7. We are of the view that it is a matter of urgency that this strategic perspective of ours be fully articulated and understood by our friends, supporters and the broader working class.
8. We did not enter the Numsa Special National Congress as empty shells without history and ideas and we did not leave the SNC without ideas.
9. We have always disdained to conceal our Marxist-Leninist views.
B. Background to the 2013 SNC Resolution on the Alliance
1. As part of the preparations for the 2013 Special National Congress, the NUMSA Central Committee released a discussion document titled: “ The Challenges Confronting NUMSA in the Alliance"’. This discussion document formed the theoretical basis of discussions of the resolutions on the Alliance and the socialist political organ of the working class.
2. This document on “The Challenges” outlines political developments in the Alliance since the NUMSA 9th Congress. It also provides a summary of the positions of both the NUMSA Central Committee and National Executive Committee on these political developments.
3. The document also laid before the Special National Congress options that were available for debate and decision-making.
4. The document on “The Challenges” quotes the NUMSA 9th Congress extensively on the Alliance. It notes that, despite the many challenges faced by workers inside the Alliance, metalworkers categorically stated their continued support for the Alliance.
5. The document mentions that, in relation to the Alliance, NUMSA resolved that:
a. Its unity and cohesion is in the interests of the working class and the poor, and fundamental to socio-politico-economic transformation towards the attainment of the vision of the Freedom Charter.
b. NUMSA will campaign vigorously to establish the Alliance as the Strategic Political Centre tasked to develop a policy framework for the government.
c. We must strive for a vanguard and a strong SACP which is able to propagate independently a working class agenda. All unions and NUMSA in particular should contribute in building the SACP as the vanguard of the working class; every class conscious worker should join the SACP.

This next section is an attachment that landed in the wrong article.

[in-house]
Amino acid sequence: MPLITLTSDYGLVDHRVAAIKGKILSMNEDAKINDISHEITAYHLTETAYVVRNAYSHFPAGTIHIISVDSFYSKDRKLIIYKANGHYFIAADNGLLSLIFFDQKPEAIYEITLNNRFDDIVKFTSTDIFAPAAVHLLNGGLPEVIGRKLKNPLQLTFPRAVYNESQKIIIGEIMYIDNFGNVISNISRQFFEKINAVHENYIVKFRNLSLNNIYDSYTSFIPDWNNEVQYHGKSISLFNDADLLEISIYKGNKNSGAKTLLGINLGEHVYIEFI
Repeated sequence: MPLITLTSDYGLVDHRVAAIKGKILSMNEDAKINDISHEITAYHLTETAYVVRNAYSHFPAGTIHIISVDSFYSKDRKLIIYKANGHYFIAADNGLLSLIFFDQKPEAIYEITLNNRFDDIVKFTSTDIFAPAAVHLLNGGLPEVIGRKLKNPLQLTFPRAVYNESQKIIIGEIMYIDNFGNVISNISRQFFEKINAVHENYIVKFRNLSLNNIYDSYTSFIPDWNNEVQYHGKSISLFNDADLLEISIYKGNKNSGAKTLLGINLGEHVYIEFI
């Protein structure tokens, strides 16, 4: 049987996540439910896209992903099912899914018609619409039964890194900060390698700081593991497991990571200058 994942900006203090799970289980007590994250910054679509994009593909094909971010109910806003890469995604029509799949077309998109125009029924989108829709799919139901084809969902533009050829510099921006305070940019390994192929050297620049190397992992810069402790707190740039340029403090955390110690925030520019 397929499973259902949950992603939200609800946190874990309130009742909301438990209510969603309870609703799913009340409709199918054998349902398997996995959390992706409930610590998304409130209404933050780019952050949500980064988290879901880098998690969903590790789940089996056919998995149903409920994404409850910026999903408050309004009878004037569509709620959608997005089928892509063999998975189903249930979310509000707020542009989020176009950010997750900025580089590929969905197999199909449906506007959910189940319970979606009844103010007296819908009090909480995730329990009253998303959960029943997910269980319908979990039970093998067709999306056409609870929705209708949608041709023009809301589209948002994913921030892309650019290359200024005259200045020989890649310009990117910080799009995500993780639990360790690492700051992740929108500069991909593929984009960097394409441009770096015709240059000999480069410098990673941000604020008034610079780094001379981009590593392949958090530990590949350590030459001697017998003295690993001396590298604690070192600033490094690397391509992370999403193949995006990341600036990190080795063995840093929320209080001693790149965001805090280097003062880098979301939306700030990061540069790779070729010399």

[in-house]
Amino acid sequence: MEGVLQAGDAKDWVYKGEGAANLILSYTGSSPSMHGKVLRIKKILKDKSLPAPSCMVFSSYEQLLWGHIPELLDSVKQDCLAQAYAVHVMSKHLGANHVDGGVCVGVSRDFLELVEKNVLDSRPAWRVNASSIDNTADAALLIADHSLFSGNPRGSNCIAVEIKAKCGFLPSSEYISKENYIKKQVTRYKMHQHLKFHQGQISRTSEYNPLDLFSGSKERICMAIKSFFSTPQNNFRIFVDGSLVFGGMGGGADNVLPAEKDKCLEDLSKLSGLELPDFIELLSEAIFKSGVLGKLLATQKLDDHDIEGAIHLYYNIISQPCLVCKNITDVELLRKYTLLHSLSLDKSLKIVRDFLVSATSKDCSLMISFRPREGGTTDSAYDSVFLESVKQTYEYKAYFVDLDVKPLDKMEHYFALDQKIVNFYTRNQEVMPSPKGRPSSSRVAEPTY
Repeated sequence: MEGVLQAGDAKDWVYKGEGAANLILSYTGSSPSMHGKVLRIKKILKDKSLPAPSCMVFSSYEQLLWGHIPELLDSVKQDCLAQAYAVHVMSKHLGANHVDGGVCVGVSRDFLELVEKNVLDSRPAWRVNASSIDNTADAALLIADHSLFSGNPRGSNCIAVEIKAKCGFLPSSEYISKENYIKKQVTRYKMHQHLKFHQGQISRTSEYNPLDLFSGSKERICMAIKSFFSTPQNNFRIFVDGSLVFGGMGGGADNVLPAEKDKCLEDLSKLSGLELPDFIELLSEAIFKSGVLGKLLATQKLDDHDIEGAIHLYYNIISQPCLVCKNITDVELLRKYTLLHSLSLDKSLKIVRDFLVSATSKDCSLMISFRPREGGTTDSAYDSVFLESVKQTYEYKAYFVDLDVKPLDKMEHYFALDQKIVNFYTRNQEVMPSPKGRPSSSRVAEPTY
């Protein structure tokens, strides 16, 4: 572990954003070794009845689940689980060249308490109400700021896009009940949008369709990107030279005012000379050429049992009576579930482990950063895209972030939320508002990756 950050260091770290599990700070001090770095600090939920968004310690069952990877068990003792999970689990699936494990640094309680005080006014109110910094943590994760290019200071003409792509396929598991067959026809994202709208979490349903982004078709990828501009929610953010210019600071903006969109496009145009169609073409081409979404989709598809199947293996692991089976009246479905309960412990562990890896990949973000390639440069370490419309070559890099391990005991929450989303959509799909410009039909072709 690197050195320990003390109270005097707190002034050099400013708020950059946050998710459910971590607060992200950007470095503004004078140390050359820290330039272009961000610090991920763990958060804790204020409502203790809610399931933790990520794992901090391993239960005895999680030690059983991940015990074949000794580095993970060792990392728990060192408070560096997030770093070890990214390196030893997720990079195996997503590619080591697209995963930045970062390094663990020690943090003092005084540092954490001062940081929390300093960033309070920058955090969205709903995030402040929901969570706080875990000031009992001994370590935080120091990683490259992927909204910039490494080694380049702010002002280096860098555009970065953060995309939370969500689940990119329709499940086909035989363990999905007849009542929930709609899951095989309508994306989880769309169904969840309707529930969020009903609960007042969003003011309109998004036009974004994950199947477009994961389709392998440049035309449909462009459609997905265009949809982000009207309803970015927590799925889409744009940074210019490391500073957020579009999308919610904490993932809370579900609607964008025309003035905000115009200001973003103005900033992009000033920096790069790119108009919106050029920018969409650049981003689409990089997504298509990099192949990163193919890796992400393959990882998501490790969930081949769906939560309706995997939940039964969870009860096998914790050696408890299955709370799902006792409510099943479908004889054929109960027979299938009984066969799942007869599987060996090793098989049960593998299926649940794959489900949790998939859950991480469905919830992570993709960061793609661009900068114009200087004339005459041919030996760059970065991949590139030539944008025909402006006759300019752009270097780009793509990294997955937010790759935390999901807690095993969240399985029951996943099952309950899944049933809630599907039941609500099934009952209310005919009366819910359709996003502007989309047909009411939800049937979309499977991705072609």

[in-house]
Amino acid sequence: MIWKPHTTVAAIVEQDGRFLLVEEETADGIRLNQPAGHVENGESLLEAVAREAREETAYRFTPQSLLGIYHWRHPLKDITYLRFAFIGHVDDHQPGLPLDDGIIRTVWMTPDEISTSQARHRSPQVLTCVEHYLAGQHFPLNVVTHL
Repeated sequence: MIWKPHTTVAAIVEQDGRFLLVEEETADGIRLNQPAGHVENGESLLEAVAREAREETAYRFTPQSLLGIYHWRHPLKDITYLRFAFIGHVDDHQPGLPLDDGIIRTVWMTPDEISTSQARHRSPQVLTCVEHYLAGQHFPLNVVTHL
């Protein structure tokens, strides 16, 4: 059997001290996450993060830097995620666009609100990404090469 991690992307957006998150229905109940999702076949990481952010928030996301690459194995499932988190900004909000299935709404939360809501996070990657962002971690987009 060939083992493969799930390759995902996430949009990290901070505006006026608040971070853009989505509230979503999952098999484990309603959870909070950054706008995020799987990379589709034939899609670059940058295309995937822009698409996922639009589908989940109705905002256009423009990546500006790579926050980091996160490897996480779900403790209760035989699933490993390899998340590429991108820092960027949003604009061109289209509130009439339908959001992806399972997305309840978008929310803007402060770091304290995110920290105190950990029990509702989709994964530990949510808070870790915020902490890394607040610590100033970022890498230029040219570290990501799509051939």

6. Subsequent political developments proved extremely difficult for NUMSA. Specifically, the adoption of the National Development Plan, which raised the concerns of the Central Committee and the National Executive Committee.
7. For the ANC and its alliance the National Development Plan constitutes the long-term programme for the development of the country and therefore it has far-reaching political implications:
a. The adoption of the National Development Plan (NDP) meant that there was not going to be any “second, more radical phase of transition”. We characterized the National Development Plan as another longer version of the 1996 Growth, Employment and Redistribution (GEAR) strategy.
b. Policies inspired by GEAR have not led to a transfer and redistribution of wealth and land to the black majority in general and the working class in particular. The National Development Plan would likewise fail to transform the colonial character of the South African economy.
c. The adoption of the National Development Plan also meant that the key socio-economic demands of the Freedom Charter were not going to be implemented.
d. While the NUMSA 9th National Congress confirmed that the Freedom Charter is the policy document of the ANC, the NUMSA Central Committee noted with concern the elevation of the National Development Plan above the Freedom Charter This elevation meant that the ANC would delay the execution of all aspects of the Freedom Charter.